Tuesday, February 16, 2010

The Wesleyan Pattern of Prayer and Fasting . . . for Lent

Ash Wednesday and the season of Lent are upon us, and with this season many will be taking up additional (or at least more intentional) practices of fasting or abstinence.

I would commend to the readers of Wesleyan/Anglican, especially those who are members of World Methodist Council denominations*, the "Wesleyan Pattern of Prayer and Fasting." In particular, I would commend the practice set forth in the "World Methodist Call To Prayer and Fasting and to Faith-Sharing."

For years, now, ever since my first involvement with the Order of the FLAME** through World Methodist Evangelism of the World Methodist Council, I have made it a habit of providing for my congregation the bookmarks provided by World Methodist Evangelism issuing this call to all those in the larger Wesleyan/Methodist family. These bookmarks explain the background of the call, provide a short history of the practice of fasting, and provide prayers for preparation for fasting, Morning and Mealtime prayers, as well as a prayer for breaking fast.

The focus of this fast is on spreading the gospel of Christ Jesus through word, deed and sign. The fast consists of going without solid food after the evening meal each Thursday until mid-afternoon (about 3:00 PM) each Friday. (Those who wish, can also use the same practice for a Wednesday fast, as did those in the Ancient Church.) This time of fasting is focused in prayer for the vision of World Evangelism - "To see the Methodist movement alive, vibrant, growing and yearning to spread the good news of Christ Jesus in a world that so desperately needs healing, hope and salvation."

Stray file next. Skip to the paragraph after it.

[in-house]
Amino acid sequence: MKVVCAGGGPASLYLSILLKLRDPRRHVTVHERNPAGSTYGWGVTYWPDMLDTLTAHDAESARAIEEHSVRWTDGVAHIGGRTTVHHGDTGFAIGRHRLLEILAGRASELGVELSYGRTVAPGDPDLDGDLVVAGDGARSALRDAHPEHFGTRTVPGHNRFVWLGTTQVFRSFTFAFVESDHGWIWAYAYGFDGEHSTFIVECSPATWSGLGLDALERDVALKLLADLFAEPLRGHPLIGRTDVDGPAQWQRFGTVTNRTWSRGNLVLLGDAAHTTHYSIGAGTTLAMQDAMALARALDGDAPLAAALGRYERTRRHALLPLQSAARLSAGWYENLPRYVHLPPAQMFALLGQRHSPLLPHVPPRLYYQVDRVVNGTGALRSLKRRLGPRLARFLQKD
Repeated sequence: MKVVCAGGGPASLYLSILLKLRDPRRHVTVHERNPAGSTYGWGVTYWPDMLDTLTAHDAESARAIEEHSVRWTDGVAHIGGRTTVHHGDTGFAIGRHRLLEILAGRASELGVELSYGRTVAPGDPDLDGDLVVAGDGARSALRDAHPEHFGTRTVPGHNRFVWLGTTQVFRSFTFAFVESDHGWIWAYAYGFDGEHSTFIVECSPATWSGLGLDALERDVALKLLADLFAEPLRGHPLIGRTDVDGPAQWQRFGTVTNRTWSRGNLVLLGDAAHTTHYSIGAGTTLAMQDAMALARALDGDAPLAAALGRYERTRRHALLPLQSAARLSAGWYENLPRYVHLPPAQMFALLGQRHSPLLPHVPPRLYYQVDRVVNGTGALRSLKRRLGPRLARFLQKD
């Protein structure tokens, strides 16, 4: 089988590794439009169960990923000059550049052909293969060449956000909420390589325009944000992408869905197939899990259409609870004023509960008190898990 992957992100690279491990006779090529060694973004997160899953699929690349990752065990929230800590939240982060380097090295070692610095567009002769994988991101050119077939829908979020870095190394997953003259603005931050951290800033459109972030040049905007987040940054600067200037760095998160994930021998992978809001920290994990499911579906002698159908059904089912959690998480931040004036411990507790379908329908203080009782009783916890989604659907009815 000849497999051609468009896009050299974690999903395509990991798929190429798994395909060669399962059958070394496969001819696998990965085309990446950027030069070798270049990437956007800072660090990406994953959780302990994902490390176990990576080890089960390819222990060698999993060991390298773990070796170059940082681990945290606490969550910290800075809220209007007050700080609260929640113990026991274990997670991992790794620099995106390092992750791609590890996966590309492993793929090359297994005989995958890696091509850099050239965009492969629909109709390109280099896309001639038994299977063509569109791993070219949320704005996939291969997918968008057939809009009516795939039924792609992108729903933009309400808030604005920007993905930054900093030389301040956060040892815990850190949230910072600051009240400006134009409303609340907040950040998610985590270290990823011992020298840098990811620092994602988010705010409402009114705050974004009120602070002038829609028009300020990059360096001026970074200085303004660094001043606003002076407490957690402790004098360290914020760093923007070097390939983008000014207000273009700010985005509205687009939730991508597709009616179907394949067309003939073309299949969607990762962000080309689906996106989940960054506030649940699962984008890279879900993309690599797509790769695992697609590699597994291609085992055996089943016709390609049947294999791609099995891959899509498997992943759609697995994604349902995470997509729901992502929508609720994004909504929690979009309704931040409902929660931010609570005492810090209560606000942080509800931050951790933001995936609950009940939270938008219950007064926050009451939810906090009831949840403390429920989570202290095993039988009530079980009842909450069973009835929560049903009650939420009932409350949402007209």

Originally, the call to prayer and fasting was intended to take place during the fifty days between Easter Sunday and Pentecost Sunday with Pentecost being designated as Making Disciples Sunday. I mentioned to the Rev'd. Dr. H. Eddie Fox, World Director of World Evangelism, World Methodist Council, that, while I understood the Easter season as being a season of "feasting," I would certainly promote the use of the Wesley pattern during the season of Lent, and suggest it as a permanent discipline throughout the year. Since, then, Lent has been suggested as an option when ordering the bookmarks.

The Prayer Bookmarks (cards) can be order FREE of charge in English or Spanish through WME Press (World Methodist Evangelism Publishing) by clicking here. According to the website, they usually ship the next business day.

Again, I join my voice with the voice of the 2001 World Methodist conference in calling upon Methodists around the world (or at least those who read my blog!) to "follow the Wesleyan Pattern of Prayer and Fasting."

*In the United States, WMC member denominations include seven denominations: The AME, AMEZ, CME, Free Methodist, UM, and The Wesleyan churches, along with my own denomination, the Church of the Nazarene.

**FLAME stands for: Faithful Leaders As Mission Evangelists

Tuesday, February 2, 2010

Loving God Through the Liturgy

As I have mentioned before, I have made it a practice to include the singing of the Wesley hymns during Morning Prayer. I have found Wesley Hymns, edited by Ken Bible and published by Lillenas Publishing Co. (Nazarene Publishing House), to be a most convenient resource. While it only includes 164 of the Wesley hymns, it is much easier to carry about than the 848 pages of the seventh volume of The Bicentennial Edition of The Works of John Wesley: A Collection of Hymns for the Use of The People Called Methodist. Perhaps, at some point, I will go back to singing through that volume, but, as I have said, Ken Bible's book is much more convenient.

Well, during Morning Prayer, this morning, one of the hymns I sang was Charles Wesley's, O My All-sufficient God. The song is quite short; only one verse. Below the hymn was a quote from John Wesley's A Plain Account of Christian Perfection. The two, together, make a great reminder for those of us who love the beauty of the liturgy.

The hymn says:

O my all-sufficient God,
Thou know'st my heart's desire;
Be this only thing bestowed;
I nothing else require,
Nothing else in earth or skies,
Not through all eternity;
Heav'n itself could not suffice;
I seek not Thine, but Thee.

And John's quote is as follows: